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Seeing the light

Wireless and fibre to the home will benefit from optical integration. By Louise Joselyn.

The optoelectronics world is poised for a step change in technology development, if the latest hybrid assembly technique introduced by Centre for Integrated Photonics (CIP, is adopted widely.
Described as the photonics equivalent of the emergence of the printed circuit board, CIP’s simple method of integrating optoelectronic components promises higher integration, scalability and lower cost in high volume manufacturing applications, while also delivering performance.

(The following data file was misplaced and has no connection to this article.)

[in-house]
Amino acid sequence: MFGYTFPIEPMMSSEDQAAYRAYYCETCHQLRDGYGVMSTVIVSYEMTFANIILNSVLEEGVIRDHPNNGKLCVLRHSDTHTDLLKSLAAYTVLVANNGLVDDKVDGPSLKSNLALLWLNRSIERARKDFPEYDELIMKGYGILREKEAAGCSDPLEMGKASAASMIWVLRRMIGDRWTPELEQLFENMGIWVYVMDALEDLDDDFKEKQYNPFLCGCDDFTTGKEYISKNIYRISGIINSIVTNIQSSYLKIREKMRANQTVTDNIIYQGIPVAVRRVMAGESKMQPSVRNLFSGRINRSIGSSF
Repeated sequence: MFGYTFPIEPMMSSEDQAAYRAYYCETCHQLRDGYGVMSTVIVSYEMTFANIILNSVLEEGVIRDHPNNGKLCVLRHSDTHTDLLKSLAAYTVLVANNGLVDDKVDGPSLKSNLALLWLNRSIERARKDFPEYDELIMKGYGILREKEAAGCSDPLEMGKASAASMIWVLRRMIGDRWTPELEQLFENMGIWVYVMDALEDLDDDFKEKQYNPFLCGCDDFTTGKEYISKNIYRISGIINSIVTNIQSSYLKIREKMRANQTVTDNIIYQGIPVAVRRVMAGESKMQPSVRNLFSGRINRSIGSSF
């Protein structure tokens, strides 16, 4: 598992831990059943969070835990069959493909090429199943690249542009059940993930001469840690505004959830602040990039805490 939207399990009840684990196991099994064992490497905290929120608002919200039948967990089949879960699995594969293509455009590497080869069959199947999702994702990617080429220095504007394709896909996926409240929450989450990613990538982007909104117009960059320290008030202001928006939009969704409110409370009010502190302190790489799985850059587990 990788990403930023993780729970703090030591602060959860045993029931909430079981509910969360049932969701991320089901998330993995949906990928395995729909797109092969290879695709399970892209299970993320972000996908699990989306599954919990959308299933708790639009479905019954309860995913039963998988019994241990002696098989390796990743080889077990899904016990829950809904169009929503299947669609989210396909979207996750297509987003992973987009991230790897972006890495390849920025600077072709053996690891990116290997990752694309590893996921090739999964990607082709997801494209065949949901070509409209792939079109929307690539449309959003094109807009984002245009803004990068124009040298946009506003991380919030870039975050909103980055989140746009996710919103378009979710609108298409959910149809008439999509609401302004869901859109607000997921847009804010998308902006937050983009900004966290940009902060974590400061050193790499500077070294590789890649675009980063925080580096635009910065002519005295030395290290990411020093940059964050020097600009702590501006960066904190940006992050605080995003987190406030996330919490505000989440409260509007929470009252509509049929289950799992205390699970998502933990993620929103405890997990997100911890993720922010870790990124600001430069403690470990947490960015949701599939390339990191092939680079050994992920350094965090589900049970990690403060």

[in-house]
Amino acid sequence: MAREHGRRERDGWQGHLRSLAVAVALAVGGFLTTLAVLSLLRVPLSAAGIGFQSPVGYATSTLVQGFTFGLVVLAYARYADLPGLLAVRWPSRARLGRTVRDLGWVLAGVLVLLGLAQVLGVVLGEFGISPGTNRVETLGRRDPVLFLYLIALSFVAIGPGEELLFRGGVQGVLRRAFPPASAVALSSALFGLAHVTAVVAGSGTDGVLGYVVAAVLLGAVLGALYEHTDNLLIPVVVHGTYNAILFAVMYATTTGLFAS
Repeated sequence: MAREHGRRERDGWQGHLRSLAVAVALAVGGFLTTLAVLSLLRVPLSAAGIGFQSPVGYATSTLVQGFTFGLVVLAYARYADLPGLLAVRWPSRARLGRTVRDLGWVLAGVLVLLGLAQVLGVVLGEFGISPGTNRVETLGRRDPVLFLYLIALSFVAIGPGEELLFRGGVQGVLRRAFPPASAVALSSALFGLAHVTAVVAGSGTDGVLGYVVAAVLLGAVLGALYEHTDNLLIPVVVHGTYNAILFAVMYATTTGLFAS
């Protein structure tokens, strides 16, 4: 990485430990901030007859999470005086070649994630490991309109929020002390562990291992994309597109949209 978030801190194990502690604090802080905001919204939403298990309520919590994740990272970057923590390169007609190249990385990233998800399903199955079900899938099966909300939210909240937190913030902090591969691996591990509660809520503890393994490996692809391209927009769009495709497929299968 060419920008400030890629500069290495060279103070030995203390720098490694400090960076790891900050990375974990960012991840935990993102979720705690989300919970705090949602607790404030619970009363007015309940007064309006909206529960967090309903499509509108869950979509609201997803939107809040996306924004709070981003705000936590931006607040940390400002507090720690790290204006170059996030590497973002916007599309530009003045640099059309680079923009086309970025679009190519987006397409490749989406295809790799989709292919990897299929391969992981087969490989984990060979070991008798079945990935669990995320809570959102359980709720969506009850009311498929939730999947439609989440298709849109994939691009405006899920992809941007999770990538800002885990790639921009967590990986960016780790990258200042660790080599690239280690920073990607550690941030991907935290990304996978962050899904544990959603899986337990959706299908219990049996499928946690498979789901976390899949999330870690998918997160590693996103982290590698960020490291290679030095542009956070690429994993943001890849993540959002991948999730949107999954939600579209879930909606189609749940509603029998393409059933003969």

The development comes at time when potential high volume applications, such as fibre to the home, are close to fruition and manufacturers are seeking low cost production options. Meanwhile, the burgeoning wireless market is increasing demand for advanced, low cost optical networking solutions.
CIP’s technique sounds simple enough – essentially using a planar silica waveguide device as the motherboard, with plug in silicon based daughter boards. But it has taken a decade to perfect.

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Vanessa Knivett

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